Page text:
Lucius: NUDES Review

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Lucius: <i>NUDES</i> Review

There was a moment during every night of Roger Waters’ Us + Them tour, where the attention is taken off the legendary Pink Floyd bassist and a sole spotlight shines down upon the twin-like forms of Jess Wolfe and Holly Laessig as they reimagine the Floyd classic, “The Great Gig In The Sky.” It was a high point of the show, every audience wowed by the acrobatics and power of their Berklee College Of Music-trained voices, and hypnotized by their preternatural ability to lock in to each other’s sonic center.

It’s this experience that informed Wolfe and Laessig’s latest release as Lucius—the duo they formed in Brooklyn when they were roommates. “Amidst nearly every performance…we’ve had the opportunity to strip away everything – be it at the center of the crowd, or on stage around one microphone, or in tiny, unexpected rooms around the world – all to share and create an intimate, heartfelt connection with our audience,” Wolfe and Laessig said in a press release. The result is NUDES, a 10-track acoustic mishmash of covers, new material and bare-bones re-dos from their back catalog.

Is it a bit soon for acoustic reimaginings of songs that were only an album or two ago? Probably. But the bigger problem lies in these “reimaginings.” “Million Dollar Secret”—a single that was used beautifully in one of the last episodes of HBO’s Girls—and two tracks from their debut album, “Tempest” and “Until We Get There,” sound generally the same as the originals. Not that they aren’t lovely to listen to, the re-recording just feels a bit unnecessary. More successful is “Something About You.” Originally released with moody synths, a dance-friendly beat, and plenty of glossy production flourishes on the very 80’s indie-pop Good Grief (2016), the stripped-down acoustic version actually provides a different listening experience than the original—what I would assume is the main purpose of re-releasing your own songs.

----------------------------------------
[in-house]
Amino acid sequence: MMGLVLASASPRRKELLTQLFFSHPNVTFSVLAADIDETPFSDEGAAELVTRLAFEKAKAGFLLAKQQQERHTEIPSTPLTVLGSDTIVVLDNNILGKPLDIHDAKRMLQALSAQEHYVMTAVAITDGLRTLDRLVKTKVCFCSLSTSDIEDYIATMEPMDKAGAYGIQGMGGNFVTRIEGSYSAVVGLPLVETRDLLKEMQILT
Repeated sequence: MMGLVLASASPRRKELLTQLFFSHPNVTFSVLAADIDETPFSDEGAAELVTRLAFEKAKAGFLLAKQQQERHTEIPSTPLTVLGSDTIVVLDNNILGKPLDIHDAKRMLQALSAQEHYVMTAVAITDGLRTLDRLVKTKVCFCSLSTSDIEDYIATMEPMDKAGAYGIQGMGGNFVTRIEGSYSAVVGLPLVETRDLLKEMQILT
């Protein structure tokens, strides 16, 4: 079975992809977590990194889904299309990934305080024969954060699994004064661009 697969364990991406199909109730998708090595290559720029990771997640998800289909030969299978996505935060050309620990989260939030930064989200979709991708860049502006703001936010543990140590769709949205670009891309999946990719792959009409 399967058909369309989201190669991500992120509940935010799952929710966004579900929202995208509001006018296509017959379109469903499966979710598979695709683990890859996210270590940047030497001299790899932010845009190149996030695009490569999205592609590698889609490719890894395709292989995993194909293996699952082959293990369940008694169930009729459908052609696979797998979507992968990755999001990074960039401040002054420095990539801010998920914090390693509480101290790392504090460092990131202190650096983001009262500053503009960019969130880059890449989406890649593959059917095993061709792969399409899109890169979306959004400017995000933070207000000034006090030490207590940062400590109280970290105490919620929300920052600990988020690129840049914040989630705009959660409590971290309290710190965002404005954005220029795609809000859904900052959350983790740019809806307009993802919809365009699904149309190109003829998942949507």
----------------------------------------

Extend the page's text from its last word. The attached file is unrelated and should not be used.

“Neighbors” and “Feels Like A Curse,” two of the new tracks, are good enough that I wish they had just saved them for the next album. The anxiety and unease of the former’s opening lines (“I always lock the door/Cuz you never know for sure/Who your neighbors really are”) tempered by a hooky melody and hopeful bridge, while the latter is gentle as it breaks your heart with a lilting melody and their most fragile vocal delivery.

NUDES is rounded out with a selection of covers—Gerry Rafferty’s “Right Down The Line,” the Tame Impala Currents favorite “Eventually,” and the standard “Goodnight Irene.” The winner is “Goodnight Irene,” which features Roger Waters and a lo-fi quality of recording that only adds to its sweetly intimate, “backstage in the dressing room” feel—Waters’ bluesy, casual take on the lead vocal mixing beautifully with the duo’s otherworldly harmonies, before all of them dissolve into giggles.

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